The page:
Israeli scientists discovered the role that mutations in the p53 gene play in causing cancerous tumors, and how a minor mutation in the RAD51 gene increases the risk of breast cancer in women with the BRCA2 gene mutation. It was ICRF-supported scientists at Hebrew University of Jerusalem and Hadassah Medical Center who contributed to the platform science that resulted in the development of Doxil, the first drug encapsulated in a microscopic fat bubble for direct delivery to a tumor site. In case after case, significant advances in the science of cancer began in Israel. And then there is this important fact: Because of a lower salary structure and overhead costs, research dollars go much further in Israel than in almost any other developed nation.


So if you want your support to have maximal impact, Dr. Hirshaut told me, invest in Israel. This, too, animates my support of Israeli science. Despite a spirit-rending campaign in some quarters to isolate the Israeli academic and research community, Israelis continue to make remarkable advancements in technology, medicine, and science – advancements that accrue to the benefit of all humankind.


Want to know what goes on at Israeli institutions of higher education? Learning. Insight. Imagination. Discovery. Healing. The best way to improve Israel’s image around the globe? Support its life-saving science.


For me, the question wasn’t whether to invest in Israel, but where? So many Israeli institutions are doing promising cancer research. How could I choose? Put me in a courtroom and I know my way around. A research lab, not so much. Dr. Hirshaut introduced me to the Israel Cancer Research Fund (ICRF), which raises funds to support the most promising scientific and medical research at institutions across Israel.


The idea for the fund came in 1975 from a group of American and Canadian researchers, oncologists and supporters looking for ways to bolster the fight against cancer while combating the problem of “brain drain” from Israeli research institutions. In the four decades since its establishment, ICRF has distributed more than $60 million through 2,300 research grants to scientists at 24 Israeli institutions — from post-doctoral fellows to Nobel Prize-winners.


To identify the most deserving recipients, several dozen esteemed scientists and doctors from throughout North America meet annually in New York for a rigorous two-day proposal review. The decision-making can be wrenching because life and death hangs in the balance. That’s because every year, dozens of promising proposals go unfunded for one simple reason: We don’t have enough money. Who knows whether one of those deserving, unfunded requests could have yielded clues to overcoming the early-detection problem of lung or ovarian cancer, or the stubborn lethality of pancreatic cancer?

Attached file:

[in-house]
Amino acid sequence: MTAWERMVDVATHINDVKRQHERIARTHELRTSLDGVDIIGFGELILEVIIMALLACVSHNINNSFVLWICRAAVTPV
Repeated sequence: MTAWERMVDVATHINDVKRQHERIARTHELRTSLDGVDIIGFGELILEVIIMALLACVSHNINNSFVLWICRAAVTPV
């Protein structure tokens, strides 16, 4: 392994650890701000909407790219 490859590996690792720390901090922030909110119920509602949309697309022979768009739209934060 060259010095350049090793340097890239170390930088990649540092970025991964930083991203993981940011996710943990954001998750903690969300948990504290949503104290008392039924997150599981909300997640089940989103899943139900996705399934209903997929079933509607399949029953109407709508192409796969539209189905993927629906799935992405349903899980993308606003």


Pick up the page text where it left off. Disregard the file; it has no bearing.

The simple fact is this: Israel’s government alone cannot meet the needs of scientific research in Israel. Without extra support from Diaspora Jews, Israel risks losing these scientists and humanity risks losing critical, life-saving advancements in the fight against cancer. At times of crisis, Israel is often among the first countries to step up, from the 2010 earthquake in Haiti to the recent earthquakes in Mexico. Israel even extends a helping hand to Syrians, whose country is hostile to the Jewish state. We need to step up for Israel. There’s no better cause, and no better place to invest in the fight against cancer. I rest my case.






Manfred Gerstenfeld

Jerusalem Post, Nov. 25, 2017


With the termination of Shimon Peres’ presidency, his initiative of Israeli presidential conferences ended as well. Five such gatherings took place between 2008 and 2013. President Reuven Rivlin would do well to reinstate these annual conferences. The potential to benefit Israel is enormous.


To obtain the maximum benefit for Israel, the formula devised under Peres would require significant changes. In the past, the conferences included a strange mix of both topics and invitees. By far the best sessions of the past conferences were those that addressed the newest developments and expectations for the future in several advanced scientific fields. If one did not come early to the sessions there would be no remaining seats. The panels consisted of both foreign and Israeli scientists. In those that I attended, the Israeli presentations were as insightful and impressive as those by scholars from abroad.